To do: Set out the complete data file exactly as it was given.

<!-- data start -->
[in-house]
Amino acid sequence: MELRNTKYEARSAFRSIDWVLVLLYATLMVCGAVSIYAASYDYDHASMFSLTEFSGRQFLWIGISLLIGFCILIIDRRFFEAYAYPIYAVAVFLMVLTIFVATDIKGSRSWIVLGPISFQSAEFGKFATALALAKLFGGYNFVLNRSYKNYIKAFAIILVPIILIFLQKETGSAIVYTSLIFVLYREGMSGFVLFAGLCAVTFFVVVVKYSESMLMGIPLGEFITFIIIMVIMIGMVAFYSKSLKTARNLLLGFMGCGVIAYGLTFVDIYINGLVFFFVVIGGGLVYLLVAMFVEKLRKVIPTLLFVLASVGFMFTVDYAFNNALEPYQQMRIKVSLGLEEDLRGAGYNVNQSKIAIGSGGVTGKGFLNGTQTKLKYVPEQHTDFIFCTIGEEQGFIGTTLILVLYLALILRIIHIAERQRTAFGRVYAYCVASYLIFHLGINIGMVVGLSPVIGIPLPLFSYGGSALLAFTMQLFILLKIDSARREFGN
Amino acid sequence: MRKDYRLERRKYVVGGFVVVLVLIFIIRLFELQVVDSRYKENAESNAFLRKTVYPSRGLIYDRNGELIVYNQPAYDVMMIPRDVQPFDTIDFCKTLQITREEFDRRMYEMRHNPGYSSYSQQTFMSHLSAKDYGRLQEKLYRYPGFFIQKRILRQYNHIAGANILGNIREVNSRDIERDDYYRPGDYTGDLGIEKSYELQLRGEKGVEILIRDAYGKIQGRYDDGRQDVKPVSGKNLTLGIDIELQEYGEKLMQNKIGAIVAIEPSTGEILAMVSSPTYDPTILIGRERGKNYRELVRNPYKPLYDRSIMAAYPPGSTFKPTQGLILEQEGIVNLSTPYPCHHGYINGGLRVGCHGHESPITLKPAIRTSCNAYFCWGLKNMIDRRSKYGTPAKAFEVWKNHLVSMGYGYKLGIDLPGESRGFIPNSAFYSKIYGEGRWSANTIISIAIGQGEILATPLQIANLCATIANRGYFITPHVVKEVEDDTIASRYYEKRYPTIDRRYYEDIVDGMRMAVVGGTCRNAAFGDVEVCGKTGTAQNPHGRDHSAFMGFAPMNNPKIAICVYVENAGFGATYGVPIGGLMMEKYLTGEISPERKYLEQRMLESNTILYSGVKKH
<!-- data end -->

[in-house]
Amino acid sequence: MELRNTKYEARSAFRSIDWVLVLLYATLMVCGAVSIYAASYDYDHASMFSLTEFSGRQFLWIGISLLIGFCILIIDRRFFEAYAYPIYAVAVFLMVLTIFVATDIKGSRSWIVLGPISFQSAEFGKFATALALAKLFGGYNFVLNRSYKNYIKAFAIILVPIILIFLQKETGSAIVYTSLIFVLYREGMSGFVLFAGLCAVTFFVVVVKYSESMLMGIPLGEFITFIIIMVIMIGMVAFYSKSLKTARNLLLGFMGCGVIAYGLTFVDIYINGLVFFFVVIGGGLVYLLVAMFVEKLRKVIPTLLFVLASVGFMFTVDYAFNNALEPYQQMRIKVSLGLEEDLRGAGYNVNQSKIAIGSGGVTGKGFLNGTQTKLKYVPEQHTDFIFCTIGEEQGFIGTTLILVLYLALILRIIHIAERQRTAFGRVYAYCVASYLIFHLGINIGMVVGLSPVIGIPLPLFSYGGSALLAFTMQLFILLKIDSARREFGN
Amino acid sequence: MRKDYRLERRKYVVGGFVVVLVLIFIIRLFELQVVDSRYKENAESNAFLRKTVYPSRGLIYDRNGELIVYNQPAYDVMMIPRDVQPFDTIDFCKTLQITREEFDRRMYEMRHNPGYSSYSQQTFMSHLSAKDYGRLQEKLYRYPGFFIQKRILRQYNHIAGANILGNIREVNSRDIERDDYYRPGDYTGDLGIEKSYELQLRGEKGVEILIRDAYGKIQGRYDDGRQDVKPVSGKNLTLGIDIELQEYGEKLMQNKIGAIVAIEPSTGEILAMVSSPTYDPTILIGRERGKNYRELVRNPYKPLYDRSIMAAYPPGSTFKPTQGLILEQEGIVNLSTPYPCHHGYINGGLRVGCHGHESPITLKPAIRTSCNAYFCWGLKNMIDRRSKYGTPAKAFEVWKNHLVSMGYGYKLGIDLPGESRGFIPNSAFYSKIYGEGRWSANTIISIAIGQGEILATPLQIANLCATIANRGYFITPHVVKEVEDDTIASRYYEKRYPTIDRRYYEDIVDGMRMAVVGGTCRNAAFGDVEVCGKTGTAQNPHGRDHSAFMGFAPMNNPKIAICVYVENAGFGATYGVPIGGLMMEKYLTGEISPERKYLEQRMLESNTILYSGVKKH